Jacques Caron wrote: > > I have a similar situation, and the solution I use (though I haven't > really tested many different situations): > - have a trigger ON INSERT which does: > UPDATE set whatever_value=NEW.whatever_value,... WHERE > whatever_key=NEW.whatever.key AND... > IF FOUND THEN > RETURN NULL; > ELSE > RETURN NEW; > END IF; > - use COPY > > For optimal performance, a different trigger function is created for > each table, which allows the query plan of the UPDATE to be cached. > > Let us know how that works out for you and if you find a better solution! > > Jacques. > Hi Jacques, thanks for the suggestion. I've previously tested triggers under a variety of situations and there was no way that they would work under the load we currently have, and the much greater load that we will be expecting soon (~40x increase in data).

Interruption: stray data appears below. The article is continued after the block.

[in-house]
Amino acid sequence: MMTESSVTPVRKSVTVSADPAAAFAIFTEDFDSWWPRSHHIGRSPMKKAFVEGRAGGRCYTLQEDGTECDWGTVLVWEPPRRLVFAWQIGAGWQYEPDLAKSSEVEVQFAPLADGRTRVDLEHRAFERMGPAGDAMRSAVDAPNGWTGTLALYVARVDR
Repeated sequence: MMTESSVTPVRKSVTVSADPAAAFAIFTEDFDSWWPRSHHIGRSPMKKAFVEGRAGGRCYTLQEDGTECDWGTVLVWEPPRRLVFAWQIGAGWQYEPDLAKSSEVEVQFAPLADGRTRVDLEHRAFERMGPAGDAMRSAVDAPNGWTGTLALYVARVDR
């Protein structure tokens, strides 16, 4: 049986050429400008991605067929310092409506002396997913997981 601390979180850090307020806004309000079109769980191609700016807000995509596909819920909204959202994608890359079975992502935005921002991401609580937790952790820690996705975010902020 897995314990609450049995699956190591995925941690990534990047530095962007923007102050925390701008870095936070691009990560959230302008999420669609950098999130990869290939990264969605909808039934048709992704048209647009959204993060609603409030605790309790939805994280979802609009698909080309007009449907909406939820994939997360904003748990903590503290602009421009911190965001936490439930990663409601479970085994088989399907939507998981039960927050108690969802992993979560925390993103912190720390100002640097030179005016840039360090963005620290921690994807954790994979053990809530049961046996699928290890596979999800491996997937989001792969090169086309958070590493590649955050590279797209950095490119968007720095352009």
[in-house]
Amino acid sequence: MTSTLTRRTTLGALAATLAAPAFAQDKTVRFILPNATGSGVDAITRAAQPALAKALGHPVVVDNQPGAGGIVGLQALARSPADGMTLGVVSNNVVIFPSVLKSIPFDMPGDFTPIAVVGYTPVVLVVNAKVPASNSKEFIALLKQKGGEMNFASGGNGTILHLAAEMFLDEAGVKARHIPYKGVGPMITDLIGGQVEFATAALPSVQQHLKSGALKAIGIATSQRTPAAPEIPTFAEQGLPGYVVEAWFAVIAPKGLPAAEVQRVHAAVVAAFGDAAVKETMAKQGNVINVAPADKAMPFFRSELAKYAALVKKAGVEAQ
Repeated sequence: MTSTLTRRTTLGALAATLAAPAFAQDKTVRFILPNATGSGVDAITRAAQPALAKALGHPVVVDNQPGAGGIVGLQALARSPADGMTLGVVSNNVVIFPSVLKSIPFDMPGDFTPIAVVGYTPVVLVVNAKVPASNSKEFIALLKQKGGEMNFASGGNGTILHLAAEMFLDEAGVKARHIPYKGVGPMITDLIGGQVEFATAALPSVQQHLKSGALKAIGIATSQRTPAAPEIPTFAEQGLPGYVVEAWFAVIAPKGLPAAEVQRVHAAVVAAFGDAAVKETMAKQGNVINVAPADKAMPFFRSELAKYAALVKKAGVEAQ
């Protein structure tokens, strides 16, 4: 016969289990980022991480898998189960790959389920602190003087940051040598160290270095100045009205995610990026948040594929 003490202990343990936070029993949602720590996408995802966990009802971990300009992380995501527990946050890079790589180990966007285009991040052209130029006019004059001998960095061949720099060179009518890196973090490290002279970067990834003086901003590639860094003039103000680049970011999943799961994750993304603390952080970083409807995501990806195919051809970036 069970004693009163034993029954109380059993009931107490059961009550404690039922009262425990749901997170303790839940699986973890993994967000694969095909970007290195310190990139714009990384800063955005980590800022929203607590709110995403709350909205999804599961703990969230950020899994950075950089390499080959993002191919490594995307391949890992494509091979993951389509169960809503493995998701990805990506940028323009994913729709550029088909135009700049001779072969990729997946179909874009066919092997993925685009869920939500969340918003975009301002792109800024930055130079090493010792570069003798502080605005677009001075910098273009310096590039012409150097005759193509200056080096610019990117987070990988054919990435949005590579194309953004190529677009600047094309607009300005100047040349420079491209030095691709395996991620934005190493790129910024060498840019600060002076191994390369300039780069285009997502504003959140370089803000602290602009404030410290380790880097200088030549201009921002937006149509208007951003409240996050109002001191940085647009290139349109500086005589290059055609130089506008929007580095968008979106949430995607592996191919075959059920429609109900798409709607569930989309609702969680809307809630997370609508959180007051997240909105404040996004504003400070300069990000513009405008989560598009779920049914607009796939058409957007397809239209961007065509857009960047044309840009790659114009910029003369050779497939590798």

I'm in the process of testing the delete scenario right now, and at first blush seems to perform fairly well. 2.5 million rows before aggregation, and 171000 after, in a little under 7 minutes. Currently testing again with about 18.5 million rows. A drawback by using the delete method is that we cannot do any of the aggregation incrementally, but so far that hasn't been a big help anyways. I still need to test the performance of concurrent querying against the destination table whilst the aggregation is occurring. -- _______________________________ This e-mail may be privileged and/or confidential, and the sender does not waive any related rights and obligations. Any distribution, use or copying of this e-mail or the information it contains by other than an intended recipient is unauthorized. If you received this e-mail in error, please advise me (by return e-mail or otherwise) immediately. _______________________________ ---------------------------(end of broadcast)--------------------------- TIP 5: Have you checked our extensive FAQ? http://www.postgresql.org/docs/faq